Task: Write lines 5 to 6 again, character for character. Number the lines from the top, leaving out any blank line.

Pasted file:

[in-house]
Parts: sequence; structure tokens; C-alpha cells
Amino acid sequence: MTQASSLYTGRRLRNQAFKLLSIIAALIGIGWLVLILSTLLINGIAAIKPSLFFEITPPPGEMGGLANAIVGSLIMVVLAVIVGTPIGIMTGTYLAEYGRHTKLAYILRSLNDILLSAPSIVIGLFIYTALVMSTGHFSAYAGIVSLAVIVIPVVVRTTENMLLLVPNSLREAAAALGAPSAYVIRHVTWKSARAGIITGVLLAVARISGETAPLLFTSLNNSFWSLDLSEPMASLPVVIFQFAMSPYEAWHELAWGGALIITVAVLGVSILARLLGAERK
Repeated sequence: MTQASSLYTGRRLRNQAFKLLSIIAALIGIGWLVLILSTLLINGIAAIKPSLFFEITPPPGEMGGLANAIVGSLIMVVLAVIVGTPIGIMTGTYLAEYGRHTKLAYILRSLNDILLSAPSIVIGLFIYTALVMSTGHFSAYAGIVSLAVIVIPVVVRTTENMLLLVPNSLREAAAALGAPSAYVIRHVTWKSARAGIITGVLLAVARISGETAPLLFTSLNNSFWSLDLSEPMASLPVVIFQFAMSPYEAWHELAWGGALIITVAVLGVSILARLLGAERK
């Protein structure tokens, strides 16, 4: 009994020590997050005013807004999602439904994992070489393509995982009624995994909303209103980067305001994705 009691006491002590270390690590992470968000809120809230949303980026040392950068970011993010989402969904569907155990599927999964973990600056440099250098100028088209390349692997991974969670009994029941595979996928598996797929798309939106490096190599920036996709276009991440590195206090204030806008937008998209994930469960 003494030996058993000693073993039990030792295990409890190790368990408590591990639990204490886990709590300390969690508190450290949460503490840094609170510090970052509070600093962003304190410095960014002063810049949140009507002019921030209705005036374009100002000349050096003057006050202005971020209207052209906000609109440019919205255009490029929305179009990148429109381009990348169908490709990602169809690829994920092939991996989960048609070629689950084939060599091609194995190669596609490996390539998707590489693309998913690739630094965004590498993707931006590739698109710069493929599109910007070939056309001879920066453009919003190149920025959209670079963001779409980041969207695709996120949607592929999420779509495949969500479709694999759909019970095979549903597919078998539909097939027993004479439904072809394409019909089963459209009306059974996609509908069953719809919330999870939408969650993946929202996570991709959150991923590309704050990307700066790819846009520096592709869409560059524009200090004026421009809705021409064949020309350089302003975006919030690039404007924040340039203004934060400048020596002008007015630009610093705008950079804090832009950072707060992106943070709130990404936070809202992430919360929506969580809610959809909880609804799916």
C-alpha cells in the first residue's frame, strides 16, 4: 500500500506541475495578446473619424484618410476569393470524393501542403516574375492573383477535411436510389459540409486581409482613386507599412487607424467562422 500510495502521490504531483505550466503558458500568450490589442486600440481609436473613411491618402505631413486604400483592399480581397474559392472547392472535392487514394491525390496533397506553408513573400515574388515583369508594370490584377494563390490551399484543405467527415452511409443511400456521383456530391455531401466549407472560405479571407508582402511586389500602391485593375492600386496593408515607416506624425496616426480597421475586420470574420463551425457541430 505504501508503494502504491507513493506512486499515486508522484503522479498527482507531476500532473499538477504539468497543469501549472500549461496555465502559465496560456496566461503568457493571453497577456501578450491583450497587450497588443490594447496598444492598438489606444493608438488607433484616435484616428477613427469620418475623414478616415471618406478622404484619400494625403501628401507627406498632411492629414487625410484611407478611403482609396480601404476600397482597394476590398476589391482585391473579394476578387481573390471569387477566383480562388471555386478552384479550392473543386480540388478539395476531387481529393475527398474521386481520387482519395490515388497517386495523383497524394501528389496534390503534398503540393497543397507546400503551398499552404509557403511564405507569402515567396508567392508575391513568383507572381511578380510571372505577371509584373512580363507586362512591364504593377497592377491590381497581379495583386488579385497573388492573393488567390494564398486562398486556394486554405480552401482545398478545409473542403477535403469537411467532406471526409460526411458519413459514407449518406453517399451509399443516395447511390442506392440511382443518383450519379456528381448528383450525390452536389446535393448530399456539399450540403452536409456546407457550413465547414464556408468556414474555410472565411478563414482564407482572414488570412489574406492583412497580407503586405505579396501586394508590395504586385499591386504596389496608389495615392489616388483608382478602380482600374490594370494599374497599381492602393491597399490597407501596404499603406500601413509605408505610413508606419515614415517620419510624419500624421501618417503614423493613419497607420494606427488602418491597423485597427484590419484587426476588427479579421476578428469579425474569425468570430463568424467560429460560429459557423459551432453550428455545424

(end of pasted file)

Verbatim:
């Protein structure tokens, strides 16, 4: 009994020590997050005013807004999602439904994992070489393509995982009624995994909303209103980067305001994705 009691006491002590270390690590992470968000809120809230949303980026040392950068970011993010989402969904569907155990599927999964973990600056440099250098100028088209390349692997991974969670009994029941595979996928598996797929798309939106490096190599920036996709276009991440590195206090204030806008937008998209994930469960 003494030996058993000693073993039990030792295990409890190790368990408590591990639990204490886990709590300390969690508190450290949460503490840094609170510090970052509070600093962003304190410095960014002063810049949140009507002019921030209705005036374009100002000349050096003057006050202005971020209207052209906000609109440019919205255009490029929305179009990148429109381009990348169908490709990602169809690829994920092939991996989960048609070629689950084939060599091609194995190669596609490996390539998707590489693309998913690739630094965004590498993707931006590739698109710069493929599109910007070939056309001879920066453009919003190149920025959209670079963001779409980041969207695709996120949607592929999420779509495949969500479709694999759909019970095979549903597919078998539909097939027993004479439904072809394409019909089963459209009306059974996609509908069953719809919330999870939408969650993946929202996570991709959150991923590309704050990307700066790819846009520096592709869409560059524009200090004026421009809705021409064949020309350089302003975006919030690039404007924040340039203004934060400048020596002008007015630009610093705008950079804090832009950072707060992106943070709130990404936070809202992430919360929506969580809610959809909880609804799916």
C-alpha cells in the first residue's frame, strides 16, 4: 500500500506541475495578446473619424484618410476569393470524393501542403516574375492573383477535411436510389459540409486581409482613386507599412487607424467562422 500510495502521490504531483505550466503558458500568450490589442486600440481609436473613411491618402505631413486604400483592399480581397474559392472547392472535392487514394491525390496533397506553408513573400515574388515583369508594370490584377494563390490551399484543405467527415452511409443511400456521383456530391455531401466549407472560405479571407508582402511586389500602391485593375492600386496593408515607416506624425496616426480597421475586420470574420463551425457541430 505504501508503494502504491507513493506512486499515486508522484503522479498527482507531476500532473499538477504539468497543469501549472500549461496555465502559465496560456496566461503568457493571453497577456501578450491583450497587450497588443490594447496598444492598438489606444493608438488607433484616435484616428477613427469620418475623414478616415471618406478622404484619400494625403501628401507627406498632411492629414487625410484611407478611403482609396480601404476600397482597394476590398476589391482585391473579394476578387481573390471569387477566383480562388471555386478552384479550392473543386480540388478539395476531387481529393475527398474521386481520387482519395490515388497517386495523383497524394501528389496534390503534398503540393497543397507546400503551398499552404509557403511564405507569402515567396508567392508575391513568383507572381511578380510571372505577371509584373512580363507586362512591364504593377497592377491590381497581379495583386488579385497573388492573393488567390494564398486562398486556394486554405480552401482545398478545409473542403477535403469537411467532406471526409460526411458519413459514407449518406453517399451509399443516395447511390442506392440511382443518383450519379456528381448528383450525390452536389446535393448530399456539399450540403452536409456546407457550413465547414464556408468556414474555410472565411478563414482564407482572414488570412489574406492583412497580407503586405505579396501586394508590395504586385499591386504596389496608389495615392489616388483608382478602380482600374490594370494599374497599381492602393491597399490597407501596404499603406500601413509605408505610413508606419515614415517620419510624419500624421501618417503614423493613419497607420494606427488602418491597423485597427484590419484587426476588427479579421476578428469579425474569425468570430463568424467560429460560429459557423459551432453550428455545424